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[en] Displacement Damage Dose is the parameter used to quantify Displacement Damage effects on electrical and electronic systems. The method for calculating Displacement Damage Equivalent particle Fluence are presented, which is used to characterize the displacement damage dose induced by the radiation environment on orbit. The characteristics of three different Solar Particle Fluence Models are proposed by the analysis of results. The displacement damage doses on typical satellite orbits are calculated and the characteristics of radiation environment relevant of displacement damage are analyzed, Providing a reference for radiation hardness assurance for space systems. (authors)
[en] An overview of shock acceleration is presented, focusing primarily on interplanetary shocks and the termination shock as examples. An extended discussion of recent advances in modeling real solar energetic particle (SEP) and energetic storm particle (ESP) events is presented. When the energy of accelerated particles becomes very large, their back reaction on the flow can result in a shock that is significantly mediated, and as an example, we consider some results for the termination shock
[en] Complete text of publication follows. Using a new precise reconstruction of the energy spectrum of major solar energetic particle (SEP) events, based on thorough fitting of a wide set of data from ground-based and space-borne instrumentations, we quantitatively evaluate the possible effect of the SEP events on the low and middle atmosphere. The computations of the effect are based on the numerical 3D OuluCRAC:CRII model. It is shown that the direct ionization effect is negligible or even negative, due to the accompanying Forbush decreases, in all low- and mid-latitude regions. The effect is positive only in polar atmosphere, where it can be dramatic in the upper atmosphere during major SEP events.
[en] The experimental data on time dependences of high energy solar cosmic ray /SCR/ intensity and anisotropy agree with the suggestion that the constant of coronal SCR propagation, Bsub(m), is characteristic of injection into interplanetary space rather than diffusion of SCR in the solar corona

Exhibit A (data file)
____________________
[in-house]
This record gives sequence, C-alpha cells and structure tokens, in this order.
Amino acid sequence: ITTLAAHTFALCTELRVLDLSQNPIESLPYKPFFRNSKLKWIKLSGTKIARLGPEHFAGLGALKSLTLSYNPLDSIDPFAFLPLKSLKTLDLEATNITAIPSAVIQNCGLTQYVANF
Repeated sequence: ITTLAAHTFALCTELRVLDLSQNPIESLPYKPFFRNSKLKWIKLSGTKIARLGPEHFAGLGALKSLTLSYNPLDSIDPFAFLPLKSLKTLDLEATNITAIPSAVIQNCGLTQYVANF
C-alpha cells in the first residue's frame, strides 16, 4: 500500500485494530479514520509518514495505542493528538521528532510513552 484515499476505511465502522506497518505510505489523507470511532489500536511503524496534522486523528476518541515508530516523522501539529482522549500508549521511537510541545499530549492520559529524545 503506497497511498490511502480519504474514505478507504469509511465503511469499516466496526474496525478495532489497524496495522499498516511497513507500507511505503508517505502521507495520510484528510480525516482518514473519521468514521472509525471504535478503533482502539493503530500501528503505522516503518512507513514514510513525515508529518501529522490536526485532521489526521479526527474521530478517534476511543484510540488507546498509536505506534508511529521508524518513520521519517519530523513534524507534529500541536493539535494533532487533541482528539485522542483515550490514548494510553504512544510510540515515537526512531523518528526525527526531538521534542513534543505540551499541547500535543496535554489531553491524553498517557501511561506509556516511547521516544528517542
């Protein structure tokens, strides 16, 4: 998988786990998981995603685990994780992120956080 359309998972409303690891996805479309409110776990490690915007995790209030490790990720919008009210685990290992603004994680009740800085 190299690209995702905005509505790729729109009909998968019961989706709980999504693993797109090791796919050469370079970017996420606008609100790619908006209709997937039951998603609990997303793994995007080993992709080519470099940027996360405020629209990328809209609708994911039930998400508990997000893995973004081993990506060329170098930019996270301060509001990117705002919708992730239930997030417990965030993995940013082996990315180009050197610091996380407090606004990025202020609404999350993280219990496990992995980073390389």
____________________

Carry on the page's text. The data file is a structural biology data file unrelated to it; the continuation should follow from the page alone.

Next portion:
[en] Energetic particle populations are important constituents of solar, circumplanetary, interplanetary and distant heliospheric plasma structures, and at the same time provide valuable tools for testing models of galactic and universal acceleration and propagation processes. Although both the maximum energies and the variety of plasma processes are restricted by the relatively small size and energy supply of the solar system, these limitations are partly compensated by the superior spatial, temporal, directional and charge state information available for these particles. Both in situ and remote sensing observations contribute to our understanding. Recent advances in these fields will be reviewed, and the expected impact of current and future missions discussed
[en] A technique for estimating the equatorial connection longitude of interplanetary field lines to the corona is applied to quasi-stationary low-energy solar charged particle (LFSP) events to reconstruct their coronal injection profile. Comparison with synoptic charts constructed from Hα chromospheric absorption features for solar rotation 1524 reveals that the inferred chromospheric equatorial magnetic neutral line structure strikingly orders the LFSP coronal injection profiles of greater than or equal to 0.3 MeV protons for this period (August 1967), allowing the identification of acceleration processes lasting several days and well-defined coronal transport over greater than or equal to 1000. It is also proposed that LFSP observations offer a unique tool for studying the magnetic structure of the transition region from the low corona to interplanetary space. (U.S.)
[en] It is the intent of this review to cover major developments in American research related to solar energetic particles, both observational and theoretical, during the last four years (late 1978 to late 1982)
[en] Solar particle events that are rich in 3He typically also exhibit large overabundances of heavy and ultraheavy ions that increase with the mass of the ions. To explain these observations we apply our charge-consistent acceleration model, which takes into account the acceleration efficiency as a function of the charge to mass ratio of the ion, as well as the charge-dependent Coulomb energy losses, to consider the acceleration of ions within a wide range of their nuclear charge. Because the considerations of particle acceleration were restricted so far by tabulated values of ionization and recombination coefficients that were available only for a limited set of ions, we make use of our method developed earlier and calculate the rates of ions resembling the three representative mass groups of ultraheavy ions. We demonstrate that smaller Coulomb losses together with higher acceleration efficiency result in the enhancements of heavy and ultraheavy ions, in accordance with recent observations. We also conclude that the existing measurements of ultraheavy ions in impulsive solar energetic particle events provide evidence in favor of a magnetic turbulence in the acceleration region with spectral index S ≥ 2.